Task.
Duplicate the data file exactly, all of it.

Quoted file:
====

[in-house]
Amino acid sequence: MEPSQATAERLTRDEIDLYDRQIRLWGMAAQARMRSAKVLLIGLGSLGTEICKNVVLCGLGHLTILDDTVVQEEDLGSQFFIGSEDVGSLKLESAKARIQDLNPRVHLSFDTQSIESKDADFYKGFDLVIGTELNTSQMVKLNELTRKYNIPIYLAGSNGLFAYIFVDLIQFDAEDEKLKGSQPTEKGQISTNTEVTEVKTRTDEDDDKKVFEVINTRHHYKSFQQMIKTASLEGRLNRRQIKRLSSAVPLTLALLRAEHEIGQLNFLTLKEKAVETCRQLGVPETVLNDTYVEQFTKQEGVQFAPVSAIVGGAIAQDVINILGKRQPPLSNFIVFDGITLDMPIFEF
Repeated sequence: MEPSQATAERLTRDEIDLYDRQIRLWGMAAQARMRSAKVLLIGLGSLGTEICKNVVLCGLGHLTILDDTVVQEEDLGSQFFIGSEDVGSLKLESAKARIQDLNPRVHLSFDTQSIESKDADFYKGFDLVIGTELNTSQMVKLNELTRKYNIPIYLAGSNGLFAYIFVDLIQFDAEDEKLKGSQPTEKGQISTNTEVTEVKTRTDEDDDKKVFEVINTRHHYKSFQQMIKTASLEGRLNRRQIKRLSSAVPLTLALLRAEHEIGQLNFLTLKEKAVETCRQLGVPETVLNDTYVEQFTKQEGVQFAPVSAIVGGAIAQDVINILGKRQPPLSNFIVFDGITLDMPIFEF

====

[in-house]
Amino acid sequence: MEPSQATAERLTRDEIDLYDRQIRLWGMAAQARMRSAKVLLIGLGSLGTEICKNVVLCGLGHLTILDDTVVQEEDLGSQFFIGSEDVGSLKLESAKARIQDLNPRVHLSFDTQSIESKDADFYKGFDLVIGTELNTSQMVKLNELTRKYNIPIYLAGSNGLFAYIFVDLIQFDAEDEKLKGSQPTEKGQISTNTEVTEVKTRTDEDDDKKVFEVINTRHHYKSFQQMIKTASLEGRLNRRQIKRLSSAVPLTLALLRAEHEIGQLNFLTLKEKAVETCRQLGVPETVLNDTYVEQFTKQEGVQFAPVSAIVGGAIAQDVINILGKRQPPLSNFIVFDGITLDMPIFEF
Repeated sequence: MEPSQATAERLTRDEIDLYDRQIRLWGMAAQARMRSAKVLLIGLGSLGTEICKNVVLCGLGHLTILDDTVVQEEDLGSQFFIGSEDVGSLKLESAKARIQDLNPRVHLSFDTQSIESKDADFYKGFDLVIGTELNTSQMVKLNELTRKYNIPIYLAGSNGLFAYIFVDLIQFDAEDEKLKGSQPTEKGQISTNTEVTEVKTRTDEDDDKKVFEVINTRHHYKSFQQMIKTASLEGRLNRRQIKRLSSAVPLTLALLRAEHEIGQLNFLTLKEKAVETCRQLGVPETVLNDTYVEQFTKQEGVQFAPVSAIVGGAIAQDVINILGKRQPPLSNFIVFDGITLDMPIFEF